Voiced by: Frank Welker

    Sykes the Crow 
Voiced by: Frank Welker

  • Clever Crows: He's a crow and he uses his cunning to catch alleged witches.
  • Feathered Fiend: He aids the witch-hunter in capturing people wrongly accused of being witches.

Mindy and Buttons

Voiced by: Nancy Cartwright (English), Satomi Koorogi (Japanese), Elena Prieto (Latin American Spanish)
A send up of Lassie. Mindy Sadlier is a toddler who constantly wanders off into dangerous situations prompting her dog, Buttons, to keep her out of it at the expense of his safety.

Tropes that apply to Mindy:

  • Attention Deficit... Ooh, Shiny!: She's very easily distracted by the things she sees.
  • Catchphrase: "Okay, I love you, bye-bye."
  • Chasing a Butterfly: She tends to follow any cute creature she spots.
  • Cheerful Child: Since she's unaware of the dangers she keeps getting into, she's constantly cheery.
  • Constantly Curious: Mindy constantly asks questions to people much to their annoyance.
  • Cute, but Cacophonic: Especially her yelling "Buttons! Oh, Buttons!" in the Mindy and Buttons intro.
  • The Cutie: Cute and innocent like a toddler.
  • Damsel in Distress: She always gets herself into dangerous situations, while her dog Buttons tries to rescue her or keep her out of trouble.
  • The Fool: Her blithe wanderings into dangerous situations can be explained simply by the fact that she's just a toddler and thus doesn't know better. That said, while Buttons' direct involvement is the most frequent effort keeping her safe, she sometimes just gets absurdly lucky, particularly when Buttons can't get to her in time.
  • Hilariously Abusive Childhood: If this weren't a cartoon, Mindy's parents would lose custody on account of severe neglect.
  • Nice Girl: She's shown many times that she absolutely adores Buttons and doesn't have a single mean bone in her body, making it very easy to see why Buttons is so dedicated to making sure she's safe.
  • Straying Baby: The whole point of her shorts is that she wanders off while Buttons tries to rescue her.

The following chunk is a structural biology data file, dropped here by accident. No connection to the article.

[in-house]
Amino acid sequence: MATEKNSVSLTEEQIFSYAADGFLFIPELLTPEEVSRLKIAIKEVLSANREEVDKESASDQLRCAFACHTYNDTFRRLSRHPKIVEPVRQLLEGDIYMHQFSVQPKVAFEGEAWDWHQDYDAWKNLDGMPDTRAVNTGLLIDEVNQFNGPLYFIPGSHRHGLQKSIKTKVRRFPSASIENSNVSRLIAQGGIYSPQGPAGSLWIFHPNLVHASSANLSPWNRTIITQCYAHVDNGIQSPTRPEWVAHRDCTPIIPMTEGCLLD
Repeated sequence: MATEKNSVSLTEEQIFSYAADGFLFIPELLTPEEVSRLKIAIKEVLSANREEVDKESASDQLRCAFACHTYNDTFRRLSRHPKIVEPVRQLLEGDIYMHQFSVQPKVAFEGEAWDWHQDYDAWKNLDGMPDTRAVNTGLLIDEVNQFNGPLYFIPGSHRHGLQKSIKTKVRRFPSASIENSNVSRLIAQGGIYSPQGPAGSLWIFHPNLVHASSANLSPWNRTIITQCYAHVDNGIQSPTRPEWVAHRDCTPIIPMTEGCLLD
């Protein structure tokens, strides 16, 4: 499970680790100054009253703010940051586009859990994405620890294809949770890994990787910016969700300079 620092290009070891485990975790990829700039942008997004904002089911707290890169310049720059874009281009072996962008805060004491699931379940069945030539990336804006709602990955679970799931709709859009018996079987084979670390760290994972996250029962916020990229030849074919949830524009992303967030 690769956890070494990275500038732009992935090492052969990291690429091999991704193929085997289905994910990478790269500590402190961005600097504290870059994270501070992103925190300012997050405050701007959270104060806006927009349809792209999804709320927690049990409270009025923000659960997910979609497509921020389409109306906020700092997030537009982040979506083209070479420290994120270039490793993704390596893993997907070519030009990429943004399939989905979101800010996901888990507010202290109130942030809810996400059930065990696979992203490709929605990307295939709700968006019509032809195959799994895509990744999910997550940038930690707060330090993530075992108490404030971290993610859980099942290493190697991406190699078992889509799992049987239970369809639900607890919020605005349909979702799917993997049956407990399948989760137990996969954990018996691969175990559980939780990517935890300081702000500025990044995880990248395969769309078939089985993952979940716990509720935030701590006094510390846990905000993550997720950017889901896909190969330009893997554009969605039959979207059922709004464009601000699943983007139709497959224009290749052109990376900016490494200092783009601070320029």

Voiced by: Frank Welker
Mindy's faithful dog. He is a lot like Lassie but gets in trouble instead of being the hero.

Tropes that apply to Buttons:

  • Badly Battered Babysitter: This is the setup of his segments, where the writers appeared to take an almost sadistic glee in torturing the poor dog in his efforts to ensure that Mindy is safe and returned home.
  • Big, Friendly Dog: He's much bigger than his child owner Mindy and is very protective of her.
  • Butt-Monkey: The bad things he saves Mindy from usually end up happening to him.
  • The Chew Toy: He gets thoroughly abused trying to keep his charge from getting killed, and then gets yelled at by Mindy's mom for some minor infraction at the end.
  • Determinator: Despite all the suffering, Buttons will never let Mindy be hurt.
  • Heroic Dog: He's undeniably heroic, charging into danger time and time again to rescue his charge, Mindy, (and getting comically beat up in the process).
  • Nervous Wreck: Although given what he goes through, its completely understandable.
  • No Good Deed Goes Unpunished: Buttons goes to enormous lengths, risking his own hide to keep Mindy from harm. Every episode ends with Buttons getting in trouble over some (generally minor) misbehavior he performed in the course of his duties. At least till the movie, where he finally got his due.
  • Papa Wolf: Towards Mindy, big time. Especially in The Movie, when she and the rest of the characters are being rounded up by the Big Bad's soldiers.
  • Screw This, I'm Outta Here!: In the future episode, after Mindy inadvertently gets clones, he packs up, holds out an "I QUIT!" sign and leaves.
  • Throw the Dog a Bone:
    • In the Crossover episode where Elmyra bothers the Warners, they ultimately distract her by introducing Elmyra to Mindy. Mindy wanders off as usual, but when Buttons goes to chase her as usual, the Warners hold him back. Sure enough, Elmyra is chasing Mindy and receiving all the abuse that Buttons usually gets. Buttons effusively thanks the Warners in response.
    • An often overlooked example is "Night of the Living Buttons", where Mindy's mother doesn't scold Buttons in the ending. She doesn't even warn Buttons about any kind of misbehavior he'll be punished for, instead remarking how strange it is to see fog over the nearby cemetery.
    • Buttons nearly gets scolded for ruining Mindy's mother's flower bed in "Mindy in Wonderland", but she forgives Buttons after the dog hands her the rose in his mouth. Mindy even tells him she likes him much better than the rabbit she was chasing.
    • At the end of Wakko's Wish, he gets praise and several large steaks from Mindy's parents.
  • Undying Loyalty: Despite all the suffering, he loves Mindy.
  • Vertigo Effect: Occasionally done with Buttons the moment Mindy escapes.
  • The Voiceless: Until the end of Wakko's Wish, which reveals that he actually can speak.

    Mindy's Parents